- The Washington Times
Thursday, April 8, 2021

Proud Boys leader Henry “Enrique” Tarrio has lost his appeal to be let back into Washington, D.C., where the leader of the controversial men’s group faces destruction of property and firearms charges.

The D.C. Court of Appeals issued a four-page order Tuesday upholding an earlier ruling that requires Mr. Tarrio of Miami to stay out of Washington unless addressing legal issues.

Mr. Tarrio, the self-described chairman of the Proud Boys, was arrested in Washington on Jan. 4 for destruction of property stemming from the burning of a stolen “Black Lives Matter” sign in December.

Police have said that Mr. Tarrio was in possession of two empty but illegal high-capacity ammunition magazines at the time of his arrest and accordingly charged him with two related felony counts.

A magistrate judge ordered Mr. Tarrio the following day to leave Washington and to stay out of town except to attend in-person court dates or to address other limited matters related to the charges.

Mr. Tarrio subsequently challenged the order, arguing to the appeals court that he should be allowed to return to Washington for reasons including him wanting to attend protests there.

“Because the District is the capital of the United States, it is paramount that he be able to travel to the capital where his federal government sites,” defense lawyer Lucas I. Dansie said on appeal.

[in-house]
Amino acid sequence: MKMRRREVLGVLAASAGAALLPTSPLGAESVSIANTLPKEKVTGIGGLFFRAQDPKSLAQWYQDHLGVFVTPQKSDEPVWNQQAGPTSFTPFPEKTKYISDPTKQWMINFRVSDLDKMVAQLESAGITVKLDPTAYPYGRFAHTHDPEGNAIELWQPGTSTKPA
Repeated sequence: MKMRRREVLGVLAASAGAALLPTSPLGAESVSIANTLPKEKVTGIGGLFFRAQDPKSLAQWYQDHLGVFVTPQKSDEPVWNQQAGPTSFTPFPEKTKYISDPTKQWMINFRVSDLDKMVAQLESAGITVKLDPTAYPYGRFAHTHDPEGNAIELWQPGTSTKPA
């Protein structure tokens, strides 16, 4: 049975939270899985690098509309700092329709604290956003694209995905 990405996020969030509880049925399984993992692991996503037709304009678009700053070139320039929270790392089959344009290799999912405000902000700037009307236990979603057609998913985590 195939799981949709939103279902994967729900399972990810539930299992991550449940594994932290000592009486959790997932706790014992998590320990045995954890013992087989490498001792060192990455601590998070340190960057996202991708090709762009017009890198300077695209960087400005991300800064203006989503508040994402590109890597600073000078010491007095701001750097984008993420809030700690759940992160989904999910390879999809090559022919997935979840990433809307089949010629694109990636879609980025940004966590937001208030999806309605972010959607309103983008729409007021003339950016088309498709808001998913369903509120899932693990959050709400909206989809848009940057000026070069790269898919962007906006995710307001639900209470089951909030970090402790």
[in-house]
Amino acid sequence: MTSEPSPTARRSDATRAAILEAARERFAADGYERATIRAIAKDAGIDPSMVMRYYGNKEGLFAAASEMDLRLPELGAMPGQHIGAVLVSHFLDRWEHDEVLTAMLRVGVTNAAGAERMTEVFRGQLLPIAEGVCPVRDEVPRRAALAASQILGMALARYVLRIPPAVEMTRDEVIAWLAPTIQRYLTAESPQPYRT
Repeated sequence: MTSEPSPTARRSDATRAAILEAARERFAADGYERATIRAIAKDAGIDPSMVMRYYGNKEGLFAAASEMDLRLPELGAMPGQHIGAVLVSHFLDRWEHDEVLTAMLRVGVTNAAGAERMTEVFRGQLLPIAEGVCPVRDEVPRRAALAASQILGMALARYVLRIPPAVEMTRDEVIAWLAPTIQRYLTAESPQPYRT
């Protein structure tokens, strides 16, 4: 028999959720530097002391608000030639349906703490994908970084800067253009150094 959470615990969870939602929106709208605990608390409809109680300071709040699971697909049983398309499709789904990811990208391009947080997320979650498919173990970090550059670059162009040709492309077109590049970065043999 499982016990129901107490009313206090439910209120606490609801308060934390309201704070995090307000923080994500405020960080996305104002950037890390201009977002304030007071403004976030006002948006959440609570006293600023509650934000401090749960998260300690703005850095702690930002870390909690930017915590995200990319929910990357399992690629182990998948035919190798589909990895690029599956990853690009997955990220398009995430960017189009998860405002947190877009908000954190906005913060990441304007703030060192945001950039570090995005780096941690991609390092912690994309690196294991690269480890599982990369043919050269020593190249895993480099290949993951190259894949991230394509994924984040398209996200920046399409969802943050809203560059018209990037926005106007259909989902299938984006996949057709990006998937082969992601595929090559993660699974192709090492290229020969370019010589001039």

However, that argument and others raised on behalf of Mr. Tarrio were ultimately rejected when a three-judge panel from the D.C. appeals court ruled this week to leave the stay-away order in place.

“The record supports the trial court’s conclusion that appellant poses a unique danger within the District,” the appeals court judges wrote in part of their ruling.

“The evidence of appellant’s conduct and statements in this case evince an inability to appreciate the difference between lawful protest and criminal activity,” reads another part of their ruling.

Mr. Dansie did not immediately respond to a message seeking his reaction.

Prior to being arrested, Mr. Tarrio said he planned to protest in Washington on Jan. 6 when Congress met to count the electoral votes certifying President Biden’s victory over former President Trump.

Other leading Proud Boys members were among the mobs who breached the Capitol building that day and have since been charged by the Justice Department with conspiracy and other counts.

• Andrew Blake can be reached at ablake@washingtontimes.com.

Copyright © 2022 The Washington Times, LLC.